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I am trying to build a small circuit which will connect my phone, laptop and headset with a switch.

So in state 1, the headphone and phone will be connected

and in state 2, the headphone and laptop will be connected.

Just DIY stuff so I need not frequently disconnect/connect headphone from/to each device.

The circuit will have three female audio jack with connection shown in diagram(did not get the right tool. so its not much appealing but gives the over all idea)

Connection

The headphone which I use has 3.5mm TRRS jack so which translates as

Tip --> Left --> L

Ring --> Right --> R

Ring --> Ground --> G

Sleeve --> Microphone --> M

Question:

Which of the below approach can be used?

  1. Connect(Short) every terminal except ground to every other female jacks and toggle ground between headphone/phone and headphone/laptop.

Here I realised that connecting R,L of Phone to R,L of laptop might be an issue as R,L is output port and here I am trying to connect a output of two device back to back. So I came up with point 2.

  1. The connection as mentioned in the diagram. The DPDT switch will toggle R,L between two device and the other will be isolated. This will solve the issue in point 1 but is it okay to connect ground of phone and laptop at all time?

Mic is not a problem(I feel so) as it is always a input port and doesn't matter if my laptop gets the input when I am talking over Phone.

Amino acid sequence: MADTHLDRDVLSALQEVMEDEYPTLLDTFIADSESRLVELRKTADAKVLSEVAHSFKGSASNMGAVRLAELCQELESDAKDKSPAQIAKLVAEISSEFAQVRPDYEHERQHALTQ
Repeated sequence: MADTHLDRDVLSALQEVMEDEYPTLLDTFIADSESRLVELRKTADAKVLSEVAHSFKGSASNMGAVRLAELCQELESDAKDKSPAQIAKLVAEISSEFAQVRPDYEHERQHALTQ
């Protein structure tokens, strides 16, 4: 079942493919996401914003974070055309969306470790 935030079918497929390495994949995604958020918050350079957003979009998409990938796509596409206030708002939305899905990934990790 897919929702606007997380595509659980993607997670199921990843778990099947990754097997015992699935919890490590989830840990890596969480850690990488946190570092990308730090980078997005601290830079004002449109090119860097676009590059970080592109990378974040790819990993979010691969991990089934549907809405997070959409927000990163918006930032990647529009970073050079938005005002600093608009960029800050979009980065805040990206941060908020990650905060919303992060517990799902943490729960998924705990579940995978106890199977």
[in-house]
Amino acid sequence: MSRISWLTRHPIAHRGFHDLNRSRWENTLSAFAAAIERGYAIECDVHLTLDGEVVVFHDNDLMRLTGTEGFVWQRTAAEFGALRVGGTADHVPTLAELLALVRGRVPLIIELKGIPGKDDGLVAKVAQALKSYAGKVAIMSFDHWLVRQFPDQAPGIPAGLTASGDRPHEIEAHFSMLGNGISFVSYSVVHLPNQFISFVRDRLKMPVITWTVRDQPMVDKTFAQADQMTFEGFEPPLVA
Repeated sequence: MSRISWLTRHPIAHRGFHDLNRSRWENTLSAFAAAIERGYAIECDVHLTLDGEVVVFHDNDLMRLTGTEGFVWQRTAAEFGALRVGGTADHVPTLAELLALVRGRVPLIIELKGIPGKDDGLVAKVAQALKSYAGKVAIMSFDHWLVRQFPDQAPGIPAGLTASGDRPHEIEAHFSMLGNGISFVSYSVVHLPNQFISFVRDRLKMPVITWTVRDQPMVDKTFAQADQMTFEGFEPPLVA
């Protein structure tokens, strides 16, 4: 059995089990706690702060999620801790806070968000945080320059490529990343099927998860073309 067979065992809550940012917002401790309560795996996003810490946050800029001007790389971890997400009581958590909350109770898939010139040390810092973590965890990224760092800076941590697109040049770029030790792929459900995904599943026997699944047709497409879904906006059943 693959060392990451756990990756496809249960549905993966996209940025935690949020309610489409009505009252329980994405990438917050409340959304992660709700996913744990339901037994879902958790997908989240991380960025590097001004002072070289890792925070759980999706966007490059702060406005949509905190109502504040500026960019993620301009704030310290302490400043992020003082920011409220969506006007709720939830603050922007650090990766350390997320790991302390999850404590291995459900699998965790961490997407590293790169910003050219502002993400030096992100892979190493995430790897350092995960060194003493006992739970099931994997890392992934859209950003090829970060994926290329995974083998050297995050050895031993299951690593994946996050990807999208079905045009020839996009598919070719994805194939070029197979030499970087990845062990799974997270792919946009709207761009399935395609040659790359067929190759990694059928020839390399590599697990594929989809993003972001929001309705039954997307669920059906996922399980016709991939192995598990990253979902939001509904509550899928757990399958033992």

I am confused on which approach I should use and do the circuit and also not blow up my laptop or phone audio device.

Also I would like to hear if there are any other factors to be considered for this circuit.

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Option 2 is the way to go. We'd draw it like this.

schematic

simulate this circuit – Schematic created using CircuitLab

Figure 1. Double-pole, double-throw switching.

Connect the mic lines together as you suggest. Both the phone and the laptop will provide a small bias voltage to the mic but it shouldn't cause any trouble.

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You would want 3. For the reason you give for 1, and because floating the ground would not be the best way to do it. But also because you don't really want the ground to be connected on the audio like that due to ground loop issues common with audio and devices that have both internal batteries and are powered via mains adapters. And 2 isn't good because the MIC line is not just a normal input. It can have a phantom power supply which mics need for them to work. Two competing supplies is never good.

3 would be to use a 4 pole Double throw switch so each of the 4 connections is toggled. Less common than normal SPDT or DPDT switches. You could use 2 DPDT switches but that's a bit awkward. Alternatively you can use 2 DPDT relays and use one switch to control both of them. Or use switching ICs designed for audio signals.

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